For most teams that aren't playoff-bound in September, the talk surrounding the club is centered on the team's future and young talent. However, the focus for White Sox fans in the last couple of days have been on a pair of veterans who may call it quits following this season.
Paul Konerko has hinted all season that 2013 could be his final season as he battles through a multitude of injuries. The 37-year-old's age has undeniably been showing this season as he has a .244/.314/.358 slash line, his worst in any season as a full time major leaguer. However, he's been telling friends as of late that he wants to continue playing and return to the White Sox in 2014.
Meanwhile, teammate Adam Dunn told Ken Rosenthal of FOX Sports that he could conceivably walk away from the game, which is surprising for a couple of reasons. First and foremost, Dunn is owed $15MM next season and it's rare to see anyone walk away from that kind of cash. Secondly, Dunn has been hitting quite well over the last couple of months and is even hitting for average. The veteran may be frustrated with the White Sox's season overall, but he can't beat himself up for his individual performance. For what it's worth, he seemed to walk his comments back a bit earlier today.
“Apparently everybody is retiring,” Ventura said of talk that Konerko and Dunn could call it quits, according to Dan Hayes of CSNChicago.com. “When you’re frustrated that probably comes up a lot, but I don’t see it happening. I don’t see Dunner going anywhere. I think those are just things you talk about. He’s probably at a point in his career where you can bring the subject up about when is the right time, when isn’t, but I fully expect him to be in spring training with us.”
Ultimately, how do you see things playing out for the White Sox vets?
Adam Dunn readily admits that he's frustrated with the White Sox's 2013 season, but at the moment, he doesn't anticipate retiring this winter, writes Dan Hayes of CSNChicago.com. “I think we went down this road before: the day that I quit having fun and quit enjoying making a struggle to come to the ballpark or not enjoying the competition out there is the day I will go home, whether it be tomorrow, whether it be ten years from now," Dunn said. "I’m still enjoying the competition. It’s just tough losing when you have such high expectations.” Here's more out of the AL Central..
- Tigers pitcher Jeremy Bonderman has left The Legacy Agency and is now represented by SFX, sources tell Jon Paul Morosi of FOX Sports (on Twitter). Bonderman, who was moved to the bullpen after signing a minor league deal with Detroit, will be a free agent this winter. You can keep track of everyone's representation using the MLBTR Agency Database.
- The Twins made a run at second baseman/left fielder Kensuke Tanaka last winter, but Darren Wolfson of 1500 ESPN (on Twitter) would be surprised if they still had interest. The Giants designated Tanaka for assignment yesterday. The 32-year-old hit .329/.400/.397 in 400 plate appearances for San Francisco's Triple-A affiliate this season.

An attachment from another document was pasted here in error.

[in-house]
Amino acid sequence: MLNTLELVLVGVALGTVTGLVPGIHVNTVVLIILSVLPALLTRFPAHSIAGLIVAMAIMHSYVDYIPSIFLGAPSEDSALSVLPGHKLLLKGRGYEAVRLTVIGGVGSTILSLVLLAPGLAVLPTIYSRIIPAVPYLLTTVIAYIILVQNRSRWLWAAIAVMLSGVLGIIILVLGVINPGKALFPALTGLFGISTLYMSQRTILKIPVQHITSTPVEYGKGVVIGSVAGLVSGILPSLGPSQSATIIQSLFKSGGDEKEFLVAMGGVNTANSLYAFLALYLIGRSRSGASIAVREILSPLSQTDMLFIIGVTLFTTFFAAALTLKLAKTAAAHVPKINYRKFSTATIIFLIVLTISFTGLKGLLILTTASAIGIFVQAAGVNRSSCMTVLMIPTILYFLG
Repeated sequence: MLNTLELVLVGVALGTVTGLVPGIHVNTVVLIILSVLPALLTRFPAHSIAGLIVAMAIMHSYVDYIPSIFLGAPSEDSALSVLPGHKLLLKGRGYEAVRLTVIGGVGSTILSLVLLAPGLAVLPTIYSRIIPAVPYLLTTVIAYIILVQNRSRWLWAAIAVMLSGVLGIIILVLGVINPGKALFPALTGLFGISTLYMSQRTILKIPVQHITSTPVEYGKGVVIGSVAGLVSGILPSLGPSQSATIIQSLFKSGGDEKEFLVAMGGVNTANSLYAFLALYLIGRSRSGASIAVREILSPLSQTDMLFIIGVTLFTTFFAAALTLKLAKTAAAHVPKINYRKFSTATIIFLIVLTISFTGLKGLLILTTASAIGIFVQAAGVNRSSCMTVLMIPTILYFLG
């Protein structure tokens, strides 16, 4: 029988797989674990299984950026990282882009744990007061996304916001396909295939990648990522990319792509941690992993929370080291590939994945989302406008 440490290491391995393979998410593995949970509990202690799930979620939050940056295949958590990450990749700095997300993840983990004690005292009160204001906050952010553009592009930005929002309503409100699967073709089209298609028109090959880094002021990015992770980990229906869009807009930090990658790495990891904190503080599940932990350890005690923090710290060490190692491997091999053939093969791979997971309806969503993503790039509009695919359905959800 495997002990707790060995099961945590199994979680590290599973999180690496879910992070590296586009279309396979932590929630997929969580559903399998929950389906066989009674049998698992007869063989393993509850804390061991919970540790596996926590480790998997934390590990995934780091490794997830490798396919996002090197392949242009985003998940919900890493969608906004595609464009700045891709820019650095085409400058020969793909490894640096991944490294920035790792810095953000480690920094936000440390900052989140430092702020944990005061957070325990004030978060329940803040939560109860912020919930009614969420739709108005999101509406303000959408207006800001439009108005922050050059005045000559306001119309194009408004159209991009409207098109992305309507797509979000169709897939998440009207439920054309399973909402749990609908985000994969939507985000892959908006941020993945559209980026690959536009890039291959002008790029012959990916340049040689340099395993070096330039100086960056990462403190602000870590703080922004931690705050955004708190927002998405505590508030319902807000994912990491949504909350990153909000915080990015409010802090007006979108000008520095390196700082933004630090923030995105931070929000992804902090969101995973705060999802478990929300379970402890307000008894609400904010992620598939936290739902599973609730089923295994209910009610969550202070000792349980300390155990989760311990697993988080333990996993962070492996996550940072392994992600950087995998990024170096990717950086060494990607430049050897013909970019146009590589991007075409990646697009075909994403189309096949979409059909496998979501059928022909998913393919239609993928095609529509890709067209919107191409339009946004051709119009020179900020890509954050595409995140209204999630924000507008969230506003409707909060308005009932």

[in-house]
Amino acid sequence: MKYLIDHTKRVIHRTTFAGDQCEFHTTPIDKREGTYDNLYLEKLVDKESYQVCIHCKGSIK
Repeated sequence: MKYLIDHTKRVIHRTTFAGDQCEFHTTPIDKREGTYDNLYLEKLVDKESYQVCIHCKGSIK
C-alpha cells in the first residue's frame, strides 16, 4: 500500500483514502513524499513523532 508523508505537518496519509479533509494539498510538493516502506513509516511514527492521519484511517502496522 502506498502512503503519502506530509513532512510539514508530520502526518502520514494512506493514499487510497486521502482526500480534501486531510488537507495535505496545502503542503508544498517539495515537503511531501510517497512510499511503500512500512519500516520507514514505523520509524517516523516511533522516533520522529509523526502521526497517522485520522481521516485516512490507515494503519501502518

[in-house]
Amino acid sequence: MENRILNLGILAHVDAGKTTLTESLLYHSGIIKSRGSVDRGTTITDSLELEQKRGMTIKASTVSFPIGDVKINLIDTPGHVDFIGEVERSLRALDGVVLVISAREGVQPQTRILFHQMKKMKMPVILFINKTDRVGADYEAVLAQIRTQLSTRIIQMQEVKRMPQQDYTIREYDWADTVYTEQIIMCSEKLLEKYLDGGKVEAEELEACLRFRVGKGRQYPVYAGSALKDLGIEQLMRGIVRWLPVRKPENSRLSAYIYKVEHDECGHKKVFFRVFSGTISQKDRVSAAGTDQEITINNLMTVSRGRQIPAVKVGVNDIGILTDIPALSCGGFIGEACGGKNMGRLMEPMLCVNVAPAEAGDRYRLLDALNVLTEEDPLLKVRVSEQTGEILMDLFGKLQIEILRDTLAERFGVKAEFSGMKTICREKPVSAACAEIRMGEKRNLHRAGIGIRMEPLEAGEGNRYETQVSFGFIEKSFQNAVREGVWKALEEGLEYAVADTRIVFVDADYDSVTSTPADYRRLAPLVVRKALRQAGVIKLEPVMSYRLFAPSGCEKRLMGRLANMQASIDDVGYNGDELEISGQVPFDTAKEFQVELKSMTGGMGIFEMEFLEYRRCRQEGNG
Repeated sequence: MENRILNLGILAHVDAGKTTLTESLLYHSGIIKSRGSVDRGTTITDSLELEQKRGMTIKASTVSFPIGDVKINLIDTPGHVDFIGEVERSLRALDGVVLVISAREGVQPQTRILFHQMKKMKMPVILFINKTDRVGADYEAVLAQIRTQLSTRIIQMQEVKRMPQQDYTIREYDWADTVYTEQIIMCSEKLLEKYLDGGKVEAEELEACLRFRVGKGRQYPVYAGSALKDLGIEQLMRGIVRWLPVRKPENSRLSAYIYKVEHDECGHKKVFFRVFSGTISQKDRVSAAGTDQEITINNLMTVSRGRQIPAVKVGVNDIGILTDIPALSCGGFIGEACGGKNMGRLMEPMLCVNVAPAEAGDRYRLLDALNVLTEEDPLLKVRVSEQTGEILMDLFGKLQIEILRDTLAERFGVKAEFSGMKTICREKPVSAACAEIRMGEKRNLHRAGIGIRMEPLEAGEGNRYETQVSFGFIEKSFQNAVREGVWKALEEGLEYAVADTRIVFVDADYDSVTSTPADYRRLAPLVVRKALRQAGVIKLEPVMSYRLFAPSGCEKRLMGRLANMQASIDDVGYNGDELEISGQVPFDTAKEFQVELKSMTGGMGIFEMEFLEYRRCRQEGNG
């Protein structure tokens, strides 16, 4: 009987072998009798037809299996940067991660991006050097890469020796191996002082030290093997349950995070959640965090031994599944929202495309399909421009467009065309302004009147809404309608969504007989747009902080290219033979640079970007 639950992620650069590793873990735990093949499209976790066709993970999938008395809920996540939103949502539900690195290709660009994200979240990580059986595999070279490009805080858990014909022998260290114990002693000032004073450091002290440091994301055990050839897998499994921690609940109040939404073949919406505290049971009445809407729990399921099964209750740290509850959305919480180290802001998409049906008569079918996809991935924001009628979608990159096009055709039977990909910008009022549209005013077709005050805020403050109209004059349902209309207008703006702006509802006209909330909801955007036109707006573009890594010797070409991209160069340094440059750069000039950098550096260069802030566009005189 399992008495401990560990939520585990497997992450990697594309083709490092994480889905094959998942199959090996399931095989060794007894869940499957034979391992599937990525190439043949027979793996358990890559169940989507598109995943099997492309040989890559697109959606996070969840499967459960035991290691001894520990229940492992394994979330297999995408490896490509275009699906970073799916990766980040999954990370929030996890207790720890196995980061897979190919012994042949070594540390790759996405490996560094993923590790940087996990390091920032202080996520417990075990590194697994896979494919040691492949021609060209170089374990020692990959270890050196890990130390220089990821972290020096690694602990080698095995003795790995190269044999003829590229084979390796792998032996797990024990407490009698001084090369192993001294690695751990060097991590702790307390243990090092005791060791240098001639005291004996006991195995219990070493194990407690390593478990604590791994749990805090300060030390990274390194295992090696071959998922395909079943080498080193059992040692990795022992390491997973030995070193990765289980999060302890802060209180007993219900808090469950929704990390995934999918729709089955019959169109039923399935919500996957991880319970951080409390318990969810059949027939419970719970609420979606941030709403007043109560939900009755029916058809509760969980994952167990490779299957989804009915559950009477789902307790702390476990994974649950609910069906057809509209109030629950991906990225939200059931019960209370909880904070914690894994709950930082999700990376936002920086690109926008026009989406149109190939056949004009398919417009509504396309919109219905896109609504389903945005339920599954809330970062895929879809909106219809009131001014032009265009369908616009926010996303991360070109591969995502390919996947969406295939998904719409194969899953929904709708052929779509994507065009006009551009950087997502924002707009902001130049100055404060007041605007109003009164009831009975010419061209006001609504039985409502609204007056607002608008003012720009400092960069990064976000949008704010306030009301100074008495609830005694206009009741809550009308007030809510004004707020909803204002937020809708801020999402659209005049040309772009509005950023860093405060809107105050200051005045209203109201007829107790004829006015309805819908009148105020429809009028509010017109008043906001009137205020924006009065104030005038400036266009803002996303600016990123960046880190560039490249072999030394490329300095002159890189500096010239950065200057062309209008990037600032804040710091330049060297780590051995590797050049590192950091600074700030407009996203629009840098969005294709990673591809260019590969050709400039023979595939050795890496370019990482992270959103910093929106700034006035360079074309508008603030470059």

- Earlier today, we learned that Paul Konerko intends to play next season, despite hinting at retirement this season.
Adam Dunn is guaranteed $15MM next season, is within reach of notching 500 homers, and is just 33 years old. However, the White Sox slugger tells Ken Rosenthal of FOX Sports says that he will consider retiring this offseason and forfeiting his remaining salary if he no longer is enjoying himself.
“I’m not coming back just to come back for money or because I have one year left (on his contract),” Dunn said. “I’m not coming back to chase home run numbers or whatever. If I end up with 499 and I’m not having fun, see ya – 499 it is.”
Meanwhile, Dunn told Dan Hayes of CSNChicago.com (on Twitter) that "as of right now" he doesn't plan on retiring and plans on playing in 2014.
The soon-to-be 34-year-old would probably feel differently if the White Sox were having a good season rather than one that he termed "a great letdown." Manager Robin Ventura acknowledged that Dunn has expressed his frustrations to him, but he doesn't see Dunn walking away from the game. And while Dunn is unhappy with how 2013 has gone, he says that he doesn't blame anyone from the organization in particular.
Dunn's .228/.331/.454 slash line this season may not be up to par with his career numbers, but he hardly looks washed up. If Dunn does decide to walk away from baseball and another $15MM, he won't be hurting for cash as Baseball Reference estimates his career earnings to date to be ~$98MM.
Adam Dunn has cleared waivers and is now free to be traded to any team, reports Jon Heyman of CBS Sports. As Heyman points out, Dunn clearing waivers should come as no shock, given his contract situation. The strikeout-prone slugger is earning $15MM in 2013 and again in 2014, meaning he has about $4.2MM remaining on this year's salary and $19.2MM remaining overall.